Let me tell you something about film critics. It's easy to pick faults in someone else's work, even if you do not have it in your power to create an equal work of art. The average film critic, by his very nature, is just a pretentious know-it-all who is quite frequently talking from the wrong end of his alimentary canal. When HTD came along in 1986 it was the first true victim to the pop culture critic.
For 22 years it has been called 'the biggest flop of all time' and other such terrible labels. Well, it cost $30 million dollars (nothing compared to today's budgets) and took $37 million worldwide and that's not even counting the higher-than-you-think rental revenue. Add it altogether and HTD is most definitely NOT the flop it is accused of being. But since it was a rather eccentric family comedy (an easy target) and one of the first films to significantly under-perform at the domestic box office (George Lucas expected the returns to be astronomical) it became a scapegoat for bad studio spending and taste.
I guess that the world needs something or someone to blame when pop culture goes wrong and the jackass critics I mentioned already seized upon Howard's failings to make a name for themselves. Derogatory soundbites are easy to come up with and everyone who hated the film used some kind of duck-themed insult to put it down and make themselves feel clever. But, when you think about it, these are basically the same people who will deliberately give a bad film a great review just to see their own name on the poster (yes, I am talking to you Paul Ross).
The film also suffered a further bad rep when George Lucas publicly disowned the film. It's under-performance forced him to sell off a part of his company which went on to become Pixar (think of how much he could have earned if he didn't) and it really made him quite angry. Wouldn't you be? Me? I am a huge fan of the late Steve Gerber's comic-books. HTD was basically the first BIG comic-book movie and came surprisingly soon after he found success in his own series. Howard first appeared in an issue of Man-Thing and starred in a few other issues of Conan and even Spider-Man before getting his own wings in the late 70s. The comic-book stories are the most surreal, archaic and satirical I have ever read and it's a shame that they had to tone it down for the movie, but that's to be expected.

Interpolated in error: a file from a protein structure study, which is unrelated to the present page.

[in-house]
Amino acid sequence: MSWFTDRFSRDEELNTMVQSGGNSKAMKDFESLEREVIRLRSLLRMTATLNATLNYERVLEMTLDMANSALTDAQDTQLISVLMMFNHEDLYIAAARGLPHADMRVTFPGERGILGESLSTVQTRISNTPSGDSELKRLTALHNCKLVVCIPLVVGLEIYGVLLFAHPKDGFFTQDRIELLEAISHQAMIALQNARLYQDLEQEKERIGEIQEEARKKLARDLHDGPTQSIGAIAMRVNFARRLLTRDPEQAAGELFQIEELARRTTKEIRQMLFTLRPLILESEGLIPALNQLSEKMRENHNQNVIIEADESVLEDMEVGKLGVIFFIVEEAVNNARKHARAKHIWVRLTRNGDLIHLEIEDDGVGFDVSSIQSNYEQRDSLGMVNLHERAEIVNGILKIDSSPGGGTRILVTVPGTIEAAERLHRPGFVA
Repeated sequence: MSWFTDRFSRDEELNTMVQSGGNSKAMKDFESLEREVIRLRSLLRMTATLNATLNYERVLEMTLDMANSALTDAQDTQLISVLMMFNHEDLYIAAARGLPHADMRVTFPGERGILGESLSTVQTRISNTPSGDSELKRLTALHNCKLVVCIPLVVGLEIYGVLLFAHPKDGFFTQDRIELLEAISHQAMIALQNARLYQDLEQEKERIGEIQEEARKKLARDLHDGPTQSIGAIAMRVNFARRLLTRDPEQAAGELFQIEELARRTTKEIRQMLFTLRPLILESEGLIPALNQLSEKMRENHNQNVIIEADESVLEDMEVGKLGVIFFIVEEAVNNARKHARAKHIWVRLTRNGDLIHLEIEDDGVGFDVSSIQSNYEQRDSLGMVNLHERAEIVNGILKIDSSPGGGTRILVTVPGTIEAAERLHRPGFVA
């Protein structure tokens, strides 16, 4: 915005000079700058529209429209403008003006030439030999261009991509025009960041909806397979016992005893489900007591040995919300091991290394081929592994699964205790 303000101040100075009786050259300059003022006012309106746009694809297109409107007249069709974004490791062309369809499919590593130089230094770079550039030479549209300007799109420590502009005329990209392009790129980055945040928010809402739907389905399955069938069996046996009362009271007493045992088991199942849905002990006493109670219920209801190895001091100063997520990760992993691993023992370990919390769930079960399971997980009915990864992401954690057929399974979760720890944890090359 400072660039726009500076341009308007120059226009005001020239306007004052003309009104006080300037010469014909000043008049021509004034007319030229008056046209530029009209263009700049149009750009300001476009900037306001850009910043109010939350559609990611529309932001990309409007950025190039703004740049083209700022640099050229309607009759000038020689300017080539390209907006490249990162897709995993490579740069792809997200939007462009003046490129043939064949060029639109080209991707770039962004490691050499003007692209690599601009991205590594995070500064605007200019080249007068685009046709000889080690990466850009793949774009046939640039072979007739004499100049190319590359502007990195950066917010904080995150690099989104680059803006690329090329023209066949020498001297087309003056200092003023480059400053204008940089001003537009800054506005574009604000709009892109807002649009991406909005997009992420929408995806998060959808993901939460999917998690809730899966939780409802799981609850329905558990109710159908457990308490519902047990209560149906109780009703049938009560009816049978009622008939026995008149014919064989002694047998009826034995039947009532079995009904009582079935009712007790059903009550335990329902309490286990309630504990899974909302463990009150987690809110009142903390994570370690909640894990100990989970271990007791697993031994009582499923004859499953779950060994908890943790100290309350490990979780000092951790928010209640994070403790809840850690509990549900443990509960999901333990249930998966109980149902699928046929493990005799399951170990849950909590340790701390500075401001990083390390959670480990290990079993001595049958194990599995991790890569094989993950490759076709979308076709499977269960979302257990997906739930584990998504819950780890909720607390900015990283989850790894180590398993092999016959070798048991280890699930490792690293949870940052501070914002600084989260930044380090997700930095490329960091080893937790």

As an ordinary duck working for an advertising company on his home planet of Duckworld, Howard is blasted across the universe right out of his living room by an experimental laser developed by Dr. Jenning (Jeffrey Jones). He lands in Cleveland, where he meets Beverly Switzler (Lea Thompson) a singer who takes him under her wing...I mean arm. Now trapped in a world he never made the one attempt at sending him back home unleashes the forces of the Dark Overlord of the Universe on earth through the possession of Dr. Jenning and he intends to bring more of his demons through the portal. Yeah, that sounds pretty heavy.
I'm actually a sucker for duck-related stuff. I don't know why. Donald Duck, Daffy Duck, Duck Tales, Darkwing Duck, Duckman etc. The list goes on and on. What I particularly like about the HTD movie is how most people seem to be completely at ease at talking to a humanoid bird.
Some of the fairer critics claimed that the film might have been a bigger hit if they had used CGI or traditional animation to bring Howard to life, but I must disagree. Part of the appeal of Howard is the fact that he is actually physically there and not some ghost who has been photo-shopped in afterwards. I love the duck suit, to me it is completely convincing and Chip Zien's voice work is perfect. I'd totally love to have Howard as a pal.
No joke, this film has a unfairly notorious history and a totally wrong perception by the general public or those who turned their noses and beaks up when it came out in 1986. Clear your head of any preconceptions that you might have and enjoy it on its own level. Though we really could have done without that silly narration over the opening title.